So dream of Andrew Wiggins all you want, but even if the ’14 Sixers end up making the ’73 Sixers look like the ’83 championship squad, the chances are against Wiggins coming to Philadelphia.

But you know what? That’s OK. Really.

This isn’t going to be a one-player draft. It’s not going to be a two-or-three-player draft either. There are at least a half-dozen players that have been tabbed by scouts and experts as potential franchise players, and probably another half-dozen that could easily enter that conversation with strong play in the upcoming college and international seasons. If Wiggins was the only real prize in the draft, you wouldn’t see nearly as many teams attempting to bottom out so dramatically this year, because most smart GMs know that it’s not worth planning your team’s entire future around a 1 in 4 chance–especially when so many other teams are trying to do the exact same thing.

Now, if the Sixers do end up with the worst-overall record, and their team logo is only the fourth-to-last placard pulled out by the NBA’s next Deputy Commissioner, I’ll be bummed for sure–even if there’s a chance that the guy taken with the #4 pick ends up being as good as the guy taken first overall, you always want to at least be able to make the choice for yourself. But there’s plenty of shiny new toys to go around among all the greedy little NBA children, and so long as the Sixers don’t finish outside the bottom three or four–which, HAH–they and we should end up just fine.

Bottom line: Don’t wig out over Wiggins, guys. You can be damn sure Sam Hinkie won’t.

  1. Mike - Oct 30, 2013 at 11:06 AM

    Too much attention on Wiggins – Jabari Parker, Marcus Smart….there are other players up at the top who could be franchise cornerstones.

    Reply
  2. 33 - Oct 30, 2013 at 11:48 AM

    I’m rarely if ever in the camp of the conspiracy theorists, and I don’t have any intel to back it up, but it’s hard to escape that feeling with the NBA draft (and, as we’ve seen, it’s not the only thing to be below-board in the NBA). Before I got to that paragraph, I was thinking, the best chance the Sixers have at the #1 pick is the NBA wanting them to have it. I’m probably wrong, I admit.

    Reply
  3. ochospantalones - Oct 30, 2013 at 12:18 PM

    The NBA is just a totally different league than all the other major sports. In the other sports, if fans believed the league actively intervened to help or hurt teams, they would freak out. Among NBA fans, it is accepted as a fact of life that the league fixes the draft lottery and chooses the referees for playoff games based on who the league wants to win. And no one really cares. I’m not sure what that says about us.

    So is the lottery REALLY fixed? I don’t know, but it wouldn’t shock me. And if ever the league were going to intervene, it would be now. Clearly Stern and Silver do not want the Sixers or Suns to be rewarded for their behavior. The good news is finishing with a bottom 2 record guarantees a top 5 pick, and there should be at least 5 All-Star caliber players in the draft. So worst case, we’re still not walking away with nothing.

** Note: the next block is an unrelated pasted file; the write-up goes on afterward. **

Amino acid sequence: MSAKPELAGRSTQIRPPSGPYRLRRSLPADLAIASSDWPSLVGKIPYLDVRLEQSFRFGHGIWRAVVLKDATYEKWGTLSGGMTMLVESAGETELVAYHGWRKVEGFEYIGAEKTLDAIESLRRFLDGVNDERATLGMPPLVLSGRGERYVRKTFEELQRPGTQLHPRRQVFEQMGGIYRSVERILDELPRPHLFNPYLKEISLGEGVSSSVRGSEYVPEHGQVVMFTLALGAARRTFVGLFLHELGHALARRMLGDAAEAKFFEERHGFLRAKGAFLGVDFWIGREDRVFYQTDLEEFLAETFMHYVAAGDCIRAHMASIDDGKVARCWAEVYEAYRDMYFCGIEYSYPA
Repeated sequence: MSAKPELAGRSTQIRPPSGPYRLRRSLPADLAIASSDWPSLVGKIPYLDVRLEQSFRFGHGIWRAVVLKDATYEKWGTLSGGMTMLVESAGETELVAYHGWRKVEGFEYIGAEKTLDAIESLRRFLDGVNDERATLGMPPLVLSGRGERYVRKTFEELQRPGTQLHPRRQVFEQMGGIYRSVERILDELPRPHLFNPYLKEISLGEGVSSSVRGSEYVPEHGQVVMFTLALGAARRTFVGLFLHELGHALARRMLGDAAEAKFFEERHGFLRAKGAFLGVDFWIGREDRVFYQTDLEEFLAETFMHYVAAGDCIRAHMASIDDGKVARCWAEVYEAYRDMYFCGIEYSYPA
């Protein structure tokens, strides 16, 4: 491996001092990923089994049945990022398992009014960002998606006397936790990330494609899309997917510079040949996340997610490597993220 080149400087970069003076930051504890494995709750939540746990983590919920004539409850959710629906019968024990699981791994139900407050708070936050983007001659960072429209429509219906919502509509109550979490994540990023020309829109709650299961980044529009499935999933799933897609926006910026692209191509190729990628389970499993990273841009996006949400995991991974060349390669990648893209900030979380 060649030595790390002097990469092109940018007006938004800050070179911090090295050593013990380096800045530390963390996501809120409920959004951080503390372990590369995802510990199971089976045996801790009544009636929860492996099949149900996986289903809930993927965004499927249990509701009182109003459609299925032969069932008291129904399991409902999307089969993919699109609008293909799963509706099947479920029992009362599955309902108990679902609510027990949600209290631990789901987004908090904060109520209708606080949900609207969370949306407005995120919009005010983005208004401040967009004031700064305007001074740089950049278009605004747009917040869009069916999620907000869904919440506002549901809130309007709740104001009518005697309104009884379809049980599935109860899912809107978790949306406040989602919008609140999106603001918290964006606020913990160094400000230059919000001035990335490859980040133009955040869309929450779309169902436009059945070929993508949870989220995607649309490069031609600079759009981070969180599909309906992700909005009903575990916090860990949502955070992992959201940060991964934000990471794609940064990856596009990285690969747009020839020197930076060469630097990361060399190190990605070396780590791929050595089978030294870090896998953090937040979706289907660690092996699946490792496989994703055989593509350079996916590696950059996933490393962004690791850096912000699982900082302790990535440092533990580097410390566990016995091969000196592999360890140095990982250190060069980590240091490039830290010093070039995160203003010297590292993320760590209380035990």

Anyway, good column by Andrew, people do need to keep in mind that no one is ever guaranteed the first pick in the NBA.

    Reply
    • Andrew Unterberger - Oct 30, 2013 at 12:38 PM

      Yeah, Chuck Klosterman even wrote about this once (http://www.goodreads.com/quotes/121439-everyone-who-loves-pro-basketball-assumes-it-s-a-little-fixed), that the NBA is the only sport where the fans all accept that the league is at least a little bit fixed.

      I have no idea to what extent it’s true–the Spurs definitely wouldn’t have won four titles in nine years if the league was 100% rigged–but I think that most fans would be surprised if it turned out to not be true at all. Maybe we deal with it because the NBA is by far the most character-driven league, and with so many characters it seems inevitable that there would be a little bit of scripting.

      Thanks for commenting!

      Reply
    • it is - Oct 30, 2013 at 1:03 PM

      the Cavs got the #1 picks after Lebron left….. that’s a little fishy to me.

      Reply
      • ochospantalones - Oct 30, 2013 at 4:00 PM

        Yeah, there have been plenty of NBA Draft Lottery results that seemed questionable. Patrick Ewing to the Knicks is the most notorious, but Orlando getting the 1st pick the year after drafting Shaq, Kyrie Irving to the Cavs, and Anthony Davis to the Hornets just after the league sold the team to Tom Benson all look pretty bad.

        On the other hand, the year San Antonio selected Tim Duncan the Celtics actually had a worse record (as did Vancouver, though obviously they would not be the beneficiaries of a fix). The Odom/Durant draft had Portland and Seattle picking in the top 2. So who knows?

  4. Waltpaw - Oct 30, 2013 at 12:33 PM

    This is why tanking is terrible idea. Did Houston tank? No you build a team where good players want to be. Losing makes losers.

    Reply
    • Andrew Unterberger - Oct 30, 2013 at 12:43 PM

      Houston was mediocre for three seasons in between periods of relevance. If you’d asked Rockets fans whether they had a strong preference between watching the team finish at the bottom for those years and build through the draft or watching the team fight their way to 40 wins with Kevin Martin and Luis Scola waiting for a long-promised home-run deal to come along, I doubt they would.

      There’s no surefire way to build a contending team in the NBA. Bottoming out and hoping to strike gold in the draft isn’t a guaranteed bet, but it’s probably the best one available to the Sixers at the moment.

      Reply
  5. Captain_Awesome - Oct 30, 2013 at 1:16 PM

    Wiggins is going to Boston because the sports gods smile greatly in their direction while waving their private parts towards Philly.

    Reply
    • The Duke - Oct 30, 2013 at 9:53 PM

      So true! .. Watching Victorino and the Red Sox win a World Series while watching the Sixers beat the Miami Heat. As stated above, “the Sixers are too incompetent or cursed a franchise to properly pull off a tank job.” He will go to Boston and they will win more titles.

      Reply

(email will not be published)